(3) Then we all rise together and offer prayers* for ourselves . . .and for all others, wherever they may be, so that we may be found righteous by our life and actions, and faithful to the commandments, so as to obtain eternal salvation.

(4) When the prayers are concluded we exchange the kiss.

(5) Then someone brings bread and a cup of water and wine mixed together to him who presides over the brethren.

He takes them and offers praise and glory to the Father of the universe, through the name of the Son and of the Holy

Spirit and for a considerable time he gives thanks that we have been judged worthy of these gifts.

(6) When he has concluded the prayers and thanksgivings, all present give voice to an acclamation by saying: 'Amen.'

(7) When he who presides has given thanks and the people have responded, those whom we call deacons give to those present the "eucharisted" bread, wine and water and take them to those who are absent.[169]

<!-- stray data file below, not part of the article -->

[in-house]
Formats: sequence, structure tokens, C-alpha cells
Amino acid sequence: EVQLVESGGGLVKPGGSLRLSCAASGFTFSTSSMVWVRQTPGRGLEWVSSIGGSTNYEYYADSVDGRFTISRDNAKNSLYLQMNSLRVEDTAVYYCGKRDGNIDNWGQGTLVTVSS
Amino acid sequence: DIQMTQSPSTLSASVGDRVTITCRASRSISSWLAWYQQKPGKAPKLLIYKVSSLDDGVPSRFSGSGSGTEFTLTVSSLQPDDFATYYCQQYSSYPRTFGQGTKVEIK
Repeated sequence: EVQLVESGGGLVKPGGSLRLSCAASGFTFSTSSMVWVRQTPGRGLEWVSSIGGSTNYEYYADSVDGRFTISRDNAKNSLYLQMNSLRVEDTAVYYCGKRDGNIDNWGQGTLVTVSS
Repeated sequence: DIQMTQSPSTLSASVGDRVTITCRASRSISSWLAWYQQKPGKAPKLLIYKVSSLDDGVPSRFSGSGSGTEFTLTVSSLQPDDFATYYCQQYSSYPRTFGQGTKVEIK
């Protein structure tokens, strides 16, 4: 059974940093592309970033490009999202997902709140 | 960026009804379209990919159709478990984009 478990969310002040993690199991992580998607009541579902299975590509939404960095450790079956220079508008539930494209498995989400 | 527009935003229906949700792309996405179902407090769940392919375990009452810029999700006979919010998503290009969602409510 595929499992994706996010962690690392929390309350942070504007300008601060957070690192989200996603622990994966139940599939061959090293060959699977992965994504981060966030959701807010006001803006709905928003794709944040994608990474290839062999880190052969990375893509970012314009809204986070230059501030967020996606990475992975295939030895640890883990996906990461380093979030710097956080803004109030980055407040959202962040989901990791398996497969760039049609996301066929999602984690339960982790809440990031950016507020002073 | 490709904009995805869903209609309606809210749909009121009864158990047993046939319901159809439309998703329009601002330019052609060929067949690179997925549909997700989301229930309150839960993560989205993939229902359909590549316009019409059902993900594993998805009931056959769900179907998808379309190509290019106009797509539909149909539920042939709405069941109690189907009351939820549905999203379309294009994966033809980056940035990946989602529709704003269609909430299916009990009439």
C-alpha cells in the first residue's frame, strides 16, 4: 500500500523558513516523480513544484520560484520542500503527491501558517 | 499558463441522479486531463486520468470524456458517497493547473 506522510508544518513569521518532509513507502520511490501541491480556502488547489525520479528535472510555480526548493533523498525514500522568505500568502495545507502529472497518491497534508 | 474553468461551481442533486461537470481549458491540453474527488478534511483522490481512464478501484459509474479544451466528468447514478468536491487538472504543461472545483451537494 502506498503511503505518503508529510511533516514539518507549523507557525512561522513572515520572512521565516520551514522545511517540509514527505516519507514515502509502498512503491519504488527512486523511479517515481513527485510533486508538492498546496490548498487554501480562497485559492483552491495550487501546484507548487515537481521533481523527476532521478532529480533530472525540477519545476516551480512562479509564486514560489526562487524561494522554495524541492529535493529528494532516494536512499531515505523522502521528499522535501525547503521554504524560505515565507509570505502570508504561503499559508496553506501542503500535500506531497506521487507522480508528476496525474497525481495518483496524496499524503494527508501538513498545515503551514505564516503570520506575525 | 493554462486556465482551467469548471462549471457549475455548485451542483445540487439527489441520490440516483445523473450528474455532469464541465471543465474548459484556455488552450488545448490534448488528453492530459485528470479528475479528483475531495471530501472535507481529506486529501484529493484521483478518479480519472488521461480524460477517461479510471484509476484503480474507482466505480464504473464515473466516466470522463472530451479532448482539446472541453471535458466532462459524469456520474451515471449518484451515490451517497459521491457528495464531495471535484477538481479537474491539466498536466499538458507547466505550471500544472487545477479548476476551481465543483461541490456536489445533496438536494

We attend mass not merely as spectators as of a play or concert. We are called to participate in the divine sacrifice. As a result, we need to be properly disposed (neither giving in to nor causing distractions by talking or looking around). We should dress up well enough to deserve presentation to a king. Most important, we need to put on spiritual garb, that is, to be in the state of grace.

The mass has many benefits which can be designated with the acronym UNCLE: union with Jesus and other Catholics, nourishment for our divine life, cure for sin, life as a true Christian and eternal life.